David Sloan headshot

David Sloan

Lane High School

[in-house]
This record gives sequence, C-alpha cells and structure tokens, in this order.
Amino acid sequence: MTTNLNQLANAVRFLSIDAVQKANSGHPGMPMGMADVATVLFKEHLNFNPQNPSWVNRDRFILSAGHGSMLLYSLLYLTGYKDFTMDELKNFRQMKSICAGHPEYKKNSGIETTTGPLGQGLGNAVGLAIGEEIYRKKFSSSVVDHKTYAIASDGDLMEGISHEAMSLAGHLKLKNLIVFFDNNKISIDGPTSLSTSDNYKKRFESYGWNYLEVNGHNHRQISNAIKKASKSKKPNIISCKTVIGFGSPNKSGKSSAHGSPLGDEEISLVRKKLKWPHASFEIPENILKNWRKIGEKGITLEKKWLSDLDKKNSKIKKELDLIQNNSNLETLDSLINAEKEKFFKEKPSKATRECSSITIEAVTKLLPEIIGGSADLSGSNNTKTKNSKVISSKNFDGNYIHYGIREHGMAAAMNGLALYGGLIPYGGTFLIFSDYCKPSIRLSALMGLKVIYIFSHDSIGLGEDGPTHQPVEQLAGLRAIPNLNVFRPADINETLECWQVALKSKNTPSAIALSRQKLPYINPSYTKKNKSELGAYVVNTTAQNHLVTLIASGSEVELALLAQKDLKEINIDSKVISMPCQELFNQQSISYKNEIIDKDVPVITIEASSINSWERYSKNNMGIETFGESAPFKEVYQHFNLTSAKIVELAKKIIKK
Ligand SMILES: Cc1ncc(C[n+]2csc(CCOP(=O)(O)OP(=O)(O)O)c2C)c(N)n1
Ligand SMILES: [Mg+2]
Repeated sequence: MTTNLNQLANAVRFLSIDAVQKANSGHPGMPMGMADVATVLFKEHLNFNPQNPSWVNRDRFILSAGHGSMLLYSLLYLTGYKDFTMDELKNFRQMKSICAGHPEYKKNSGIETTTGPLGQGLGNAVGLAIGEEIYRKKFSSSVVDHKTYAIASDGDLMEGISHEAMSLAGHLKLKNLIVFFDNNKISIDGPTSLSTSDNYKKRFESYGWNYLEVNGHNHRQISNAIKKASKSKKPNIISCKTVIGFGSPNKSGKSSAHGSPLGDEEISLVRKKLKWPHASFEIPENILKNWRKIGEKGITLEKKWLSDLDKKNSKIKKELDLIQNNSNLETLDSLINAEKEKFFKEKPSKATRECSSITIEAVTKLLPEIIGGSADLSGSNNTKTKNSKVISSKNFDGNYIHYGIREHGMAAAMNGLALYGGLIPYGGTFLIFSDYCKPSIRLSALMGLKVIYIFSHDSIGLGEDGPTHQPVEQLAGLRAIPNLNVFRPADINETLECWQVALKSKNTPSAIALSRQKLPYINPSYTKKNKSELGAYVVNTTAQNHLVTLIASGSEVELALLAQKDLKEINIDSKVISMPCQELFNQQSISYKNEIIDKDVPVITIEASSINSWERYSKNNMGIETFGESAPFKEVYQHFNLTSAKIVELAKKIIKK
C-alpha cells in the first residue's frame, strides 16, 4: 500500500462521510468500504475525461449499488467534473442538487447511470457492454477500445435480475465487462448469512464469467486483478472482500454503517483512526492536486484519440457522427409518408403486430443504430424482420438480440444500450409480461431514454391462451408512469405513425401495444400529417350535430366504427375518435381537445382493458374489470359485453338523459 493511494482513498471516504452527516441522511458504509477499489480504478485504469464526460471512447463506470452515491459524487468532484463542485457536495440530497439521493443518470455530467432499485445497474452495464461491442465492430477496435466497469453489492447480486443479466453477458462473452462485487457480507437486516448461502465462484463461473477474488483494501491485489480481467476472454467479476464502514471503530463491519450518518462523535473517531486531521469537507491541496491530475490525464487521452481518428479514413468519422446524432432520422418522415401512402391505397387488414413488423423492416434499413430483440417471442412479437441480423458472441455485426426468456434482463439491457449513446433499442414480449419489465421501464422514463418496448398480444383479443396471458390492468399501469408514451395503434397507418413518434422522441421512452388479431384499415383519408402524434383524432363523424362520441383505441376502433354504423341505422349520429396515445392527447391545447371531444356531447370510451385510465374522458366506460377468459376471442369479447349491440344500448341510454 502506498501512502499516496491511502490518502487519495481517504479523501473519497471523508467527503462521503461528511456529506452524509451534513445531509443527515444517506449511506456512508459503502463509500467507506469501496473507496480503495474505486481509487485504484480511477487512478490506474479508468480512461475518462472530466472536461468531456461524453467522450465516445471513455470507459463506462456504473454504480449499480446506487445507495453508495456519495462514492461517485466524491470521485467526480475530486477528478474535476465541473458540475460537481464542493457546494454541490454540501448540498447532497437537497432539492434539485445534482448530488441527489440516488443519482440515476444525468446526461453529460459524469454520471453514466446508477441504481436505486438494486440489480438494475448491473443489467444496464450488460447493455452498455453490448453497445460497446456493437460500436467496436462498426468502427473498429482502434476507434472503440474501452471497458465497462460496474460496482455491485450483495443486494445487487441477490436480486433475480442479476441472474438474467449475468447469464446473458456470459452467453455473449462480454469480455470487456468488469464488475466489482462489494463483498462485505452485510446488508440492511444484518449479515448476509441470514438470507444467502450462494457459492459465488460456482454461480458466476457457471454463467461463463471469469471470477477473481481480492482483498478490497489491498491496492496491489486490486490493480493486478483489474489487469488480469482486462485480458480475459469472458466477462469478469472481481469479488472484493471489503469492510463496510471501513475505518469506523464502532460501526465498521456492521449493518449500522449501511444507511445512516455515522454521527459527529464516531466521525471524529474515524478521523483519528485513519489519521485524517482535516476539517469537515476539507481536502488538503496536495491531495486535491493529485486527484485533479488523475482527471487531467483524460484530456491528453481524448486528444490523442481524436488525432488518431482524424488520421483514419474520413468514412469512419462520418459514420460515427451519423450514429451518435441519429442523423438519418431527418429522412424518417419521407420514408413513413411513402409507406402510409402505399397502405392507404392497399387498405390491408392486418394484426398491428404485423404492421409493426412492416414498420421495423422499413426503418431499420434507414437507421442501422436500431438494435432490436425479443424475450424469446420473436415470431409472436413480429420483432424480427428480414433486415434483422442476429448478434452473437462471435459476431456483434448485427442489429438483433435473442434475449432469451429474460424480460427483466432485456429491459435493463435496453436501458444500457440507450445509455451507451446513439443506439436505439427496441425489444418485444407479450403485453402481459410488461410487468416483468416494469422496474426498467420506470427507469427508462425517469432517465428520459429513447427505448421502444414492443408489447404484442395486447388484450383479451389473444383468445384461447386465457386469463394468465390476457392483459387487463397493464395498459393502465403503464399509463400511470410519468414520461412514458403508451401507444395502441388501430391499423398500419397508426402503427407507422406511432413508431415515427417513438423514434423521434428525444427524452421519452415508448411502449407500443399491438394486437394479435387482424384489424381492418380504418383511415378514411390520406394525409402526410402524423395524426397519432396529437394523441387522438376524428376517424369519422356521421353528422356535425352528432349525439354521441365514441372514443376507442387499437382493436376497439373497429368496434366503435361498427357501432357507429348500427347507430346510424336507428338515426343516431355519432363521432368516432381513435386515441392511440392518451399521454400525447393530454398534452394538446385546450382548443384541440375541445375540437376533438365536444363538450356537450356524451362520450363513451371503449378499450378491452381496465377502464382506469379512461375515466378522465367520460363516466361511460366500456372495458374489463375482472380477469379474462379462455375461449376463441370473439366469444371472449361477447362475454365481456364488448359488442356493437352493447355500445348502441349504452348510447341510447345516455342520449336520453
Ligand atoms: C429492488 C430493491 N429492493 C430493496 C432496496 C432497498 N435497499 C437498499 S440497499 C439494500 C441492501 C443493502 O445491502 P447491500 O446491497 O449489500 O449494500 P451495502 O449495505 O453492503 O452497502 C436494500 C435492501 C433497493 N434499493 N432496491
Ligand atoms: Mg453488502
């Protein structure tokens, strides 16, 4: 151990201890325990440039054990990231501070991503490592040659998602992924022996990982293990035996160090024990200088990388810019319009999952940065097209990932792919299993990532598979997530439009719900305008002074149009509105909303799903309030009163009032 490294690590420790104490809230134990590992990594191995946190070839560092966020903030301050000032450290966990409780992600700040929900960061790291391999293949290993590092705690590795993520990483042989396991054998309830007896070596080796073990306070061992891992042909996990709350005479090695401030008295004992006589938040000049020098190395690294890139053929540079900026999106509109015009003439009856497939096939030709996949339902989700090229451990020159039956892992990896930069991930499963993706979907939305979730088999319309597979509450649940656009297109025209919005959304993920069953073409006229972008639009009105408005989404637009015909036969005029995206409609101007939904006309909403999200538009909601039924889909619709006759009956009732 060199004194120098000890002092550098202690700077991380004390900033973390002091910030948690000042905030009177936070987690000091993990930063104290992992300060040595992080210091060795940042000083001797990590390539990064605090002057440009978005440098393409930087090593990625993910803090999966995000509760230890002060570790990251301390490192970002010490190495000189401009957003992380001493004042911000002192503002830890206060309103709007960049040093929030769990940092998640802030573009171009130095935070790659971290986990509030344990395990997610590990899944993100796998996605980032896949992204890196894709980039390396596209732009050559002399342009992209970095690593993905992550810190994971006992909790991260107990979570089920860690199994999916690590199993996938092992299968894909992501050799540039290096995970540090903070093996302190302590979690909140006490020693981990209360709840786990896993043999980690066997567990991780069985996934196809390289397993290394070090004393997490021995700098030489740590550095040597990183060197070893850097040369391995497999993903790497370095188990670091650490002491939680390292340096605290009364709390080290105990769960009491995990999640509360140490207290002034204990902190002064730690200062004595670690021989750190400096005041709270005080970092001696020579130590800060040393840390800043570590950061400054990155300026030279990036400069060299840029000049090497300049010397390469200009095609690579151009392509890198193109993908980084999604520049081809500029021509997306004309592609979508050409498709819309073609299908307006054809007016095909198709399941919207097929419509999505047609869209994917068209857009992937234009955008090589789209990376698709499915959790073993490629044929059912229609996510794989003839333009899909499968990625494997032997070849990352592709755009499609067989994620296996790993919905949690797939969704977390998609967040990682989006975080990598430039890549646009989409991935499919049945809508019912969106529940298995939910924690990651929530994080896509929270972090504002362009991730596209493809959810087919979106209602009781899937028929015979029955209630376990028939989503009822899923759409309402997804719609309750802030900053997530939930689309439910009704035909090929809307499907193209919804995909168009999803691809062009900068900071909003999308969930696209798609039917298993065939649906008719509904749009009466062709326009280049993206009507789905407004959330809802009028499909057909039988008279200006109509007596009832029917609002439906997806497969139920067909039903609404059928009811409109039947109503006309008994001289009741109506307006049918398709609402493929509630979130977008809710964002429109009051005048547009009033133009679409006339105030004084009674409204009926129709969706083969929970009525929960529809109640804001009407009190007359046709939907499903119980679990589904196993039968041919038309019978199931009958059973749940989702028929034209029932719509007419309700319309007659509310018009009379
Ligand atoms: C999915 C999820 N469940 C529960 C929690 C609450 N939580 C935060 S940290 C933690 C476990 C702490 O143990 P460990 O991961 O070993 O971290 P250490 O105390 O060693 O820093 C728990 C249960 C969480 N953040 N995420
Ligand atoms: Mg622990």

I remember playing a tackle football game at Belmont Park against all the Black kids from Ridge Street, and we had cleats, and they had tennis shoes.  Most of us had cleats, not all of us.  In fact, a couple of kids on the Belmont team -- and we were probably ten years old.  And it was a great football game.  I remember that game distinctly.  And they were amazed that we had cleats, and a couple of kids even had the old Johnny U high-top cleats, you know, and they referred to ’em as combat boots, essentially.  So we were very aware that we were white and they weren’t, but my mother, to give you an example, knew that many of the Black kids on our Lane High School football team did not have the luxury of taking a soaking wet uniform from an early morning practice in August, of taking that to the laundromat.  It wasn’t going to happen.  So she made me pack ’em up in a mesh bag, and I would bring, like, eight uniforms home, plus mine, for her to wash between practices.  And so I’d like to think that despite my dad being a police officer, and being from Franklin County, I’d like to think that that’s where athletics bridged the gap, for me, plus having parents that had their generational thoughts, their generational grudges, whatever they’re called, but didn’t let it interfere with me growing up with that in my heart.